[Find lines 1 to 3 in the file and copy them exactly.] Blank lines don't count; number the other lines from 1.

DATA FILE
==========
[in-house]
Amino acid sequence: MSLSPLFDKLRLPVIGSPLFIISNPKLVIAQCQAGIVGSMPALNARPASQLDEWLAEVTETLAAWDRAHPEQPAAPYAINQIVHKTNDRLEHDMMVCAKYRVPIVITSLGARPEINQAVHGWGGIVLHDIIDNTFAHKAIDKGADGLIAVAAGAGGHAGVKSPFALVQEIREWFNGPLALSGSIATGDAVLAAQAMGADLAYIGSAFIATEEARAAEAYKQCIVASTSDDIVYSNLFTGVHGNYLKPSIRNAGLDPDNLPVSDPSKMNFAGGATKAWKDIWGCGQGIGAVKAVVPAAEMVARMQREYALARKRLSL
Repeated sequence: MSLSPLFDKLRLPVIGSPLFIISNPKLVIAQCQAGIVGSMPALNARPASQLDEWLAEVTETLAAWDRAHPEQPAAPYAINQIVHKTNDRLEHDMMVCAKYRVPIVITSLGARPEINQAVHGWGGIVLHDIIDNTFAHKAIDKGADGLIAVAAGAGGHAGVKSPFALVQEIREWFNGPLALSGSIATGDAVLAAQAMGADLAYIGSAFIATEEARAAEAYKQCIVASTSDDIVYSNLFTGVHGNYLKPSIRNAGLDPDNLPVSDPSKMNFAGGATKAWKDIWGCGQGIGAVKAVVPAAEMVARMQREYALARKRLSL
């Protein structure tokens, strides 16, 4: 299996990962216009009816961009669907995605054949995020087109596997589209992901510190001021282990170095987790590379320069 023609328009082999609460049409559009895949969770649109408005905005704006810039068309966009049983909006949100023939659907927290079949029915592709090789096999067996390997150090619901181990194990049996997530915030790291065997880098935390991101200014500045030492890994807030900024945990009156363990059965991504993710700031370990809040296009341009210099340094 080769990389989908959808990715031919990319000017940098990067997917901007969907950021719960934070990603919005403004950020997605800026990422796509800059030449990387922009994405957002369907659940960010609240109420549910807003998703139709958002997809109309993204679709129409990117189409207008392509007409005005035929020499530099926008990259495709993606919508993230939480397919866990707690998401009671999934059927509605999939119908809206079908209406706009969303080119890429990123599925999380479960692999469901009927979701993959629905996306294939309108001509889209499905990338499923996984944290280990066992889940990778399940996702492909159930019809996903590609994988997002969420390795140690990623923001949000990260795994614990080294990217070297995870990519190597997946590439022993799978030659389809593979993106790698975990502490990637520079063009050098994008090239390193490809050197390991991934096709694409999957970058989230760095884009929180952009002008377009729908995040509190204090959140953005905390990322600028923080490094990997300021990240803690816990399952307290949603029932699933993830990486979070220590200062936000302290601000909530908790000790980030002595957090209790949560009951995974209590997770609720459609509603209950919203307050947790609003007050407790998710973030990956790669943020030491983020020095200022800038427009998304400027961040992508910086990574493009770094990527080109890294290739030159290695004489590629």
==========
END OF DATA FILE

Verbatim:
[in-house]
Amino acid sequence: MSLSPLFDKLRLPVIGSPLFIISNPKLVIAQCQAGIVGSMPALNARPASQLDEWLAEVTETLAAWDRAHPEQPAAPYAINQIVHKTNDRLEHDMMVCAKYRVPIVITSLGARPEINQAVHGWGGIVLHDIIDNTFAHKAIDKGADGLIAVAAGAGGHAGVKSPFALVQEIREWFNGPLALSGSIATGDAVLAAQAMGADLAYIGSAFIATEEARAAEAYKQCIVASTSDDIVYSNLFTGVHGNYLKPSIRNAGLDPDNLPVSDPSKMNFAGGATKAWKDIWGCGQGIGAVKAVVPAAEMVARMQREYALARKRLSL
Repeated sequence: MSLSPLFDKLRLPVIGSPLFIISNPKLVIAQCQAGIVGSMPALNARPASQLDEWLAEVTETLAAWDRAHPEQPAAPYAINQIVHKTNDRLEHDMMVCAKYRVPIVITSLGARPEINQAVHGWGGIVLHDIIDNTFAHKAIDKGADGLIAVAAGAGGHAGVKSPFALVQEIREWFNGPLALSGSIATGDAVLAAQAMGADLAYIGSAFIATEEARAAEAYKQCIVASTSDDIVYSNLFTGVHGNYLKPSIRNAGLDPDNLPVSDPSKMNFAGGATKAWKDIWGCGQGIGAVKAVVPAAEMVARMQREYALARKRLSL